top of page

Explorations in Dye and Color

Above: Itajime shibori mash up

Hello and happy spring! 2023 has so far been an intense and colorful year! I'd been wanting to step into fabric dyeing for quite some time. I finally got my head in the game when a fellow quilter posted some gorgeous ice-dyed mandalas she produced in Cindy Lohbeck's Dyehards workshop on her IG feed. Cindy is an expert dyer, highly skilled in a multitude of dyeing and resist methods. She offers live and online workshops, along with accompanying and stand alone kits to successfully execute her techniques. So, signing up was a no brainer! I took two consecutive workshops using fiber reactive dyes and two different shibori resist techniques.

The first workshop I took was an Itajime shibori mash up, combining the traditional concept of folding and clamping shapes onto fabric with an ice dye process to create snowflakes (photo above). We also learned about the characteristics of the fiber reactive dyes and grades of activators we were using, four different fabric folds, and how to achieve optimal results. I took the workshop at the end of January and am still engrossed both in the dyeing technique and incorporating the finished pieces into projects.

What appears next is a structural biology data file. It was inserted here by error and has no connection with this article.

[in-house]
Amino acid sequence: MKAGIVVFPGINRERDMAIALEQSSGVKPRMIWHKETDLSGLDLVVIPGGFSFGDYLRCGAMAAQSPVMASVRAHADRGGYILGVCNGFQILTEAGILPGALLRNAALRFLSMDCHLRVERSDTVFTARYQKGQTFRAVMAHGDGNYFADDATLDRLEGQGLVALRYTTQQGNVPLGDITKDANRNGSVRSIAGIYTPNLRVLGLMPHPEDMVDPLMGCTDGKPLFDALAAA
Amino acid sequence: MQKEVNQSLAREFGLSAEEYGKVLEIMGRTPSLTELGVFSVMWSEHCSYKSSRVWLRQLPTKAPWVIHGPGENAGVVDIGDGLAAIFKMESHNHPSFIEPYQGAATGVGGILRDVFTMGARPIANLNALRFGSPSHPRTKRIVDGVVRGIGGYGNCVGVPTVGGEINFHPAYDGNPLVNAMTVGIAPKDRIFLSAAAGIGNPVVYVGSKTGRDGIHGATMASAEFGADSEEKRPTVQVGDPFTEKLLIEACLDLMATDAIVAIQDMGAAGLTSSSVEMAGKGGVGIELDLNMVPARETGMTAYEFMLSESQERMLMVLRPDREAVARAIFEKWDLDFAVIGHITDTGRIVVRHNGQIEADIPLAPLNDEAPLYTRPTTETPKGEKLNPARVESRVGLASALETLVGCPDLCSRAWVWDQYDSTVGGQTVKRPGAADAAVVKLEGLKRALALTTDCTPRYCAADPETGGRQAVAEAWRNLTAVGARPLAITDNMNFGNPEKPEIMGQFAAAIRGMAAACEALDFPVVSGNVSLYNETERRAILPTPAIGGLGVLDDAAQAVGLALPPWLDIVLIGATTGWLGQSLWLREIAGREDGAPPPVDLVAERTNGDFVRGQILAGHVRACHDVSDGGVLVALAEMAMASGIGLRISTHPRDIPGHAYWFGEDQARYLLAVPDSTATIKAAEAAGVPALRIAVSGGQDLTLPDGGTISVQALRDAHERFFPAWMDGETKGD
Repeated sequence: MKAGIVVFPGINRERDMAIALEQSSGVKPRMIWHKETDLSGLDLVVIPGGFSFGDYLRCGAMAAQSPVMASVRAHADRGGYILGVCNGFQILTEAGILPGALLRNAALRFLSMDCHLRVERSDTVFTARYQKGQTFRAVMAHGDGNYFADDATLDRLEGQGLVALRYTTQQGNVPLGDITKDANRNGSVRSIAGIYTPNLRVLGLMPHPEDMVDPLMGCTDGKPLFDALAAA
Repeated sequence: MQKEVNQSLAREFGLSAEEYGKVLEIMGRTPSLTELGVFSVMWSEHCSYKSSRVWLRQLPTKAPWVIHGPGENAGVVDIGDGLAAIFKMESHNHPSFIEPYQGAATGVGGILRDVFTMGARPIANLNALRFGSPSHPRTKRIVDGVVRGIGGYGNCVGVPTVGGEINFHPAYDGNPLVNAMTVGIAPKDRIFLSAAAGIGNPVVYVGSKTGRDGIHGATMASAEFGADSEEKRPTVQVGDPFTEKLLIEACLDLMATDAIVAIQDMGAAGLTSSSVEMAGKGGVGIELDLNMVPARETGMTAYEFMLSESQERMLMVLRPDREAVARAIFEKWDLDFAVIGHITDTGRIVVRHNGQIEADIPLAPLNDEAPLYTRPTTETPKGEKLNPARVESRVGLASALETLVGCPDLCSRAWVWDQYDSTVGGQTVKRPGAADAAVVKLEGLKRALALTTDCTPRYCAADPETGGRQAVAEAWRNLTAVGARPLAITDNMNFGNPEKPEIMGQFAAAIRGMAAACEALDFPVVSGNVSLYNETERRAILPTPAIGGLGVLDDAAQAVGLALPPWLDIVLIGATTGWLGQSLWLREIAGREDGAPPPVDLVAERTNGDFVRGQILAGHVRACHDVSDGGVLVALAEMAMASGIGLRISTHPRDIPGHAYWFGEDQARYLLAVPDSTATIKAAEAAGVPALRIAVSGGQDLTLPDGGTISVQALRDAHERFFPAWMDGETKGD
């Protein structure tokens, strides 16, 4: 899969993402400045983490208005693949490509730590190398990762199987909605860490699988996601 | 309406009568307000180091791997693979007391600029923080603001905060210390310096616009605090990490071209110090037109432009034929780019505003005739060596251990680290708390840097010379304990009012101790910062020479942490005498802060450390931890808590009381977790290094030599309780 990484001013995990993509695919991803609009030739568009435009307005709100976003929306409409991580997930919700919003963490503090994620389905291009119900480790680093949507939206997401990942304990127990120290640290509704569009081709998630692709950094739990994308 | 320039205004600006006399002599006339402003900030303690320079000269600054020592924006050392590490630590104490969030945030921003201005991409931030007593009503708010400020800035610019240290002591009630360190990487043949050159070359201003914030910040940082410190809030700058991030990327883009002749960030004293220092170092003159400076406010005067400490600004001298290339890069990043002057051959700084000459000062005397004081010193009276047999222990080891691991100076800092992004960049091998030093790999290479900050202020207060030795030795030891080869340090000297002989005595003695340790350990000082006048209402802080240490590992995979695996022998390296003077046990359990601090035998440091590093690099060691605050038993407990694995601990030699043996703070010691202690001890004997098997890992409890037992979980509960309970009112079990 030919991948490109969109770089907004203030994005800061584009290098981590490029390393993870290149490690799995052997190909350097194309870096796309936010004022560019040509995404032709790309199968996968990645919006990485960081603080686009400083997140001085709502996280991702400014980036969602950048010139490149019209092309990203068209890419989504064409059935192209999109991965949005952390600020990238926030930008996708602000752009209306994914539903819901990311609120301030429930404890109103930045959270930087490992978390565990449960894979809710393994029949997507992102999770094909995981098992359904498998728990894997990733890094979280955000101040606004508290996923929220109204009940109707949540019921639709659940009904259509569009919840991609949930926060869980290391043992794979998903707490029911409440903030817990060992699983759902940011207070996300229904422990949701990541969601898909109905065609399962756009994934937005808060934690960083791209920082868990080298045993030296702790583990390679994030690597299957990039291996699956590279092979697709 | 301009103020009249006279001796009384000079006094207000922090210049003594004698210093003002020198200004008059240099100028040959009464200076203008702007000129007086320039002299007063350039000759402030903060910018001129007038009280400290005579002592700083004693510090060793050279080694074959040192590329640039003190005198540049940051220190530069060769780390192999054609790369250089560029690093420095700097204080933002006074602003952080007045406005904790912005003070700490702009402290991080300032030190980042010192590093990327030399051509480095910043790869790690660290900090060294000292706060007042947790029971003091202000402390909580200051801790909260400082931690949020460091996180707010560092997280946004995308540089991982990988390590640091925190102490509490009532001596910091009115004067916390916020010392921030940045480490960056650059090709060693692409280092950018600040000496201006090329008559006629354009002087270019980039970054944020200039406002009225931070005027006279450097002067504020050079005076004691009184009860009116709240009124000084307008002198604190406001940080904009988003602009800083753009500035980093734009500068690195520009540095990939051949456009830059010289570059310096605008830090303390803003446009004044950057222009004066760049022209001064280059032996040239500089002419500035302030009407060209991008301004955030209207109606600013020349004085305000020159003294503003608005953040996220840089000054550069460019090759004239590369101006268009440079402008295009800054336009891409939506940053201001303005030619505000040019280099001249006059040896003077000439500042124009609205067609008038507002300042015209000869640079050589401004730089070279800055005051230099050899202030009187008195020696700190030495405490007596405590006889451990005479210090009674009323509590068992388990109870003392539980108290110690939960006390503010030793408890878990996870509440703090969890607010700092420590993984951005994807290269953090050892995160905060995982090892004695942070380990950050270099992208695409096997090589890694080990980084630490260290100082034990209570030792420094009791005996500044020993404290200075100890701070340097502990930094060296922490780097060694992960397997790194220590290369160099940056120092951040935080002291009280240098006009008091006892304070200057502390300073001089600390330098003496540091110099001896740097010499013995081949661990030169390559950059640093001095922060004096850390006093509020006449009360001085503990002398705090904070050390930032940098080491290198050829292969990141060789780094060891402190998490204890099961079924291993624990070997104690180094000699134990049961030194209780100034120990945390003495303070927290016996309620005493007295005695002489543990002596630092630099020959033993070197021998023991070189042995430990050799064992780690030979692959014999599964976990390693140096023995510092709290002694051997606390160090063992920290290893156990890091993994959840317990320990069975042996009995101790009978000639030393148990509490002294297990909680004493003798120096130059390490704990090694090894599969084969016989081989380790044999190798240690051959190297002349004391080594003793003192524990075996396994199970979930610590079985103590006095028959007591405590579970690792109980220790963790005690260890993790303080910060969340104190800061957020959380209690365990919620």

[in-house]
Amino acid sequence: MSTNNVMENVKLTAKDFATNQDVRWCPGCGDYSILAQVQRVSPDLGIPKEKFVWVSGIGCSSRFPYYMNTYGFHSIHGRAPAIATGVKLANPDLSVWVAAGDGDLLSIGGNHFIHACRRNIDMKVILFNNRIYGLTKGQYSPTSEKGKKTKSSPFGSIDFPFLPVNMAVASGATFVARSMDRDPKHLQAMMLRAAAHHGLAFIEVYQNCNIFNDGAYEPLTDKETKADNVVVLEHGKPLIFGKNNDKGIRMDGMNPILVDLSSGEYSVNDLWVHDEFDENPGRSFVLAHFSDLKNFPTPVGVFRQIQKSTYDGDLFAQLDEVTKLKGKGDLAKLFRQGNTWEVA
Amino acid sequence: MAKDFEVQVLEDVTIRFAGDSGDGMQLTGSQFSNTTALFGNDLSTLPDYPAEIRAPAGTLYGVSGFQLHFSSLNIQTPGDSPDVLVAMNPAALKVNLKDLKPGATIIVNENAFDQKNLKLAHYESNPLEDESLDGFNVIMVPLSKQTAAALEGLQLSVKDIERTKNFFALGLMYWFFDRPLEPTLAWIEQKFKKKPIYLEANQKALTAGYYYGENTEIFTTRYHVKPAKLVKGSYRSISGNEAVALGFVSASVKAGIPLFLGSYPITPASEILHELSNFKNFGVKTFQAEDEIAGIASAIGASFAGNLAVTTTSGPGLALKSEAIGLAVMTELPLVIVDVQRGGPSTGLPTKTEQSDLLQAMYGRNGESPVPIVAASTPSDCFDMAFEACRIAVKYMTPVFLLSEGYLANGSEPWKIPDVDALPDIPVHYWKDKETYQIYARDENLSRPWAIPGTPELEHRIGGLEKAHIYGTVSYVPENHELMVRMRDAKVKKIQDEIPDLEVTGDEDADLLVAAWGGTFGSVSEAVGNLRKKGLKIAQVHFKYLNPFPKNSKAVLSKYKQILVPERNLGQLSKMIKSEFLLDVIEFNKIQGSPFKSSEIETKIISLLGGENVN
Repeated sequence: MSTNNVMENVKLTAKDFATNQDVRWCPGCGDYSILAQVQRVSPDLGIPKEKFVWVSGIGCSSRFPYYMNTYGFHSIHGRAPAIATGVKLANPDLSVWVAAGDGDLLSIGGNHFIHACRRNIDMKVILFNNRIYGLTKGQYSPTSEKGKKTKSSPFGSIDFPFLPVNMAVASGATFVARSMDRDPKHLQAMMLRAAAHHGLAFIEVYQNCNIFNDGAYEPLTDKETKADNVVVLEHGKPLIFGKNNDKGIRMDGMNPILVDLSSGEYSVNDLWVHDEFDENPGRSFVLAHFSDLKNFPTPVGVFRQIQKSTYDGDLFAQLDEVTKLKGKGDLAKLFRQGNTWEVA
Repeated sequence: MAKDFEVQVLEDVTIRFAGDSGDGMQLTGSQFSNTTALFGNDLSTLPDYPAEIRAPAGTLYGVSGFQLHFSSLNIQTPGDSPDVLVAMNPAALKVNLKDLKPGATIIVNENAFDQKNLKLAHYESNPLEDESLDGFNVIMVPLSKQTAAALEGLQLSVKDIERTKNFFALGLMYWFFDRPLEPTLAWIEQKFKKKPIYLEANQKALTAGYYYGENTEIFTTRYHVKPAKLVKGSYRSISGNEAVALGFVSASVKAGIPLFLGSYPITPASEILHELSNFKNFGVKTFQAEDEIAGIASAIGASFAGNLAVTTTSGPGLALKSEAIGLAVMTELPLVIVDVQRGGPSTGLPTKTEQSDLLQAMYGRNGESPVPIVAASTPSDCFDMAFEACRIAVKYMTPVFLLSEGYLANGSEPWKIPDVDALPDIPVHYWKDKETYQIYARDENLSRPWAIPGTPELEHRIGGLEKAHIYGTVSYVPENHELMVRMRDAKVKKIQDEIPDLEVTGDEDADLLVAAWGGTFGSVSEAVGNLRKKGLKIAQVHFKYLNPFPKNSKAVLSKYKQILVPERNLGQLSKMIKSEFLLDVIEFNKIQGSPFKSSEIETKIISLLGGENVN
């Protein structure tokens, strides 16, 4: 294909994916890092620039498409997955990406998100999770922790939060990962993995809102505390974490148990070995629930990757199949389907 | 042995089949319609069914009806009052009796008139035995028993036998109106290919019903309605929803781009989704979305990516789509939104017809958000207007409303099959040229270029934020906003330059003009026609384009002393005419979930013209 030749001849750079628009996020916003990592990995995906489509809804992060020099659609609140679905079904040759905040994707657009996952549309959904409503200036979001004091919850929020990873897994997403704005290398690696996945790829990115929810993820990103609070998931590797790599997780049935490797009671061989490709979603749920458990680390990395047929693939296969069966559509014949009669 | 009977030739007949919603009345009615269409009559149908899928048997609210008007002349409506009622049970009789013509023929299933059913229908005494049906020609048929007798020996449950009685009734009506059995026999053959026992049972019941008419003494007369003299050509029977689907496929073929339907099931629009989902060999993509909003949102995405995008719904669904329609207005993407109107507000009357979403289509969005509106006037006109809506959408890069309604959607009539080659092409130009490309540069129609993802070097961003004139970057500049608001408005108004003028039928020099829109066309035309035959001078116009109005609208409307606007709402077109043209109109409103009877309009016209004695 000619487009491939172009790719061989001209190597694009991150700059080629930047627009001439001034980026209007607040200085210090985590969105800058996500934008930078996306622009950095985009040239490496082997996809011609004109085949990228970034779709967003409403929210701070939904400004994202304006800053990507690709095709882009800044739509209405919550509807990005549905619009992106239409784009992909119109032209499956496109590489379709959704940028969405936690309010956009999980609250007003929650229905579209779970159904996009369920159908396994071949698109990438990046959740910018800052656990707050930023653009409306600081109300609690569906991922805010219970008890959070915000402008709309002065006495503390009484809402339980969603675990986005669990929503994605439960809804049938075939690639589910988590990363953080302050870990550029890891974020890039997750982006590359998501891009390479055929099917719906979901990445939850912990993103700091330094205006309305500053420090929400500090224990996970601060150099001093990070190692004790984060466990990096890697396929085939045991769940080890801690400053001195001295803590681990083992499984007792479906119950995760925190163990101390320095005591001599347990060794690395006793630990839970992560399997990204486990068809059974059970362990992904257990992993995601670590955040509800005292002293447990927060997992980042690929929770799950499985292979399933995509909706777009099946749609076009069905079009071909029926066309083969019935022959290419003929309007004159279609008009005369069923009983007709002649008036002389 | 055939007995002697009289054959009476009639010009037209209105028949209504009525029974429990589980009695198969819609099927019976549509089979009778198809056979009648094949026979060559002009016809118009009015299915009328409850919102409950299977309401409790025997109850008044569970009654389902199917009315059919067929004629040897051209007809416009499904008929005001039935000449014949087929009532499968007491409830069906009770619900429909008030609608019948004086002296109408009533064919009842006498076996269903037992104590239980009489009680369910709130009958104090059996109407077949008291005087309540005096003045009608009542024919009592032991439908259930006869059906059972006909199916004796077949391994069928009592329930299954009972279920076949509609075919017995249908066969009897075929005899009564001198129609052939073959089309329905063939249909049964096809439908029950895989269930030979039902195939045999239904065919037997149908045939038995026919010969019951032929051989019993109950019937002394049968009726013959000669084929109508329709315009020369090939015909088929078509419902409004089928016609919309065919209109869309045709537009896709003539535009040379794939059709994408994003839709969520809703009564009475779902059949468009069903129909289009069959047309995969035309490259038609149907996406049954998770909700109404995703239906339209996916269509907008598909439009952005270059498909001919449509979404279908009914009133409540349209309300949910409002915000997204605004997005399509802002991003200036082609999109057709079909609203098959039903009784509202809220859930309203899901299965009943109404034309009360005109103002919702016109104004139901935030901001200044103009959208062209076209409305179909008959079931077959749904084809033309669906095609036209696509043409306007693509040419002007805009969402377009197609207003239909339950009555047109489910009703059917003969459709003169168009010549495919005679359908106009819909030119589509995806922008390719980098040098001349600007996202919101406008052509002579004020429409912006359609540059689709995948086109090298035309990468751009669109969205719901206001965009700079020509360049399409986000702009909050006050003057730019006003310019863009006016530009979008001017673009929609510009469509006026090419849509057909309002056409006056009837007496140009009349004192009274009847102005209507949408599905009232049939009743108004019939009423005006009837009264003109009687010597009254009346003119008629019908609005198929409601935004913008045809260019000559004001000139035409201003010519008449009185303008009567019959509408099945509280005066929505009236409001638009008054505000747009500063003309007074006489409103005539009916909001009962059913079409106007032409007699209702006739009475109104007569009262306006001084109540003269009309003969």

The project above incorporates a dyed Itajime shibori block as the central focus within this "Circus Ring" quilt top. Quilt pattern by Erin Nichole, Mija Handmade.

The second of Cindy's Dyehards workshops I took taught a Nui shibori technique. This technique uses pleats and stitching as the resist to produce shapes and patterns. This was an early February workshop, so we made Valentine hearts. My stitched hearts (on either end) produced "Sacred Heart" effects. The apple, which was pleated and fastened with a rubber band resulted in clean lines. I'm thrilled with all of these outcomes and look forward to quilting them.

The results of color placement and mixing in these workshops prompted my recollection of a SAQA virtual discussion I attended, given by David Hornung, entitled Color Concept: Using Hue, Value, and Saturation. I grabbed a copy of his book, Color: A Workshop for Artists & Designers, interested in its immersive workshop approach, as well as the instruction for executing the color studies in both paint/paper and digital format.

As I have Adobe Illustrator readily available, it was convenient to begin the studies digitally, prior to procuring painting supplies. I also found it handy to be able to convert the color palettes I was creating to grayscale within the program to determine values.

Above: Color value using Adobe Illustrator, with grayscale conversion.

I always enjoy advancing my learning with new techniques and skills, and look forward to applying these workshop concepts as I continue to build my own original designs.

Until next time, wishing you a journey full of color and inspiration!

- Liz


Recent Posts

See All


bottom of page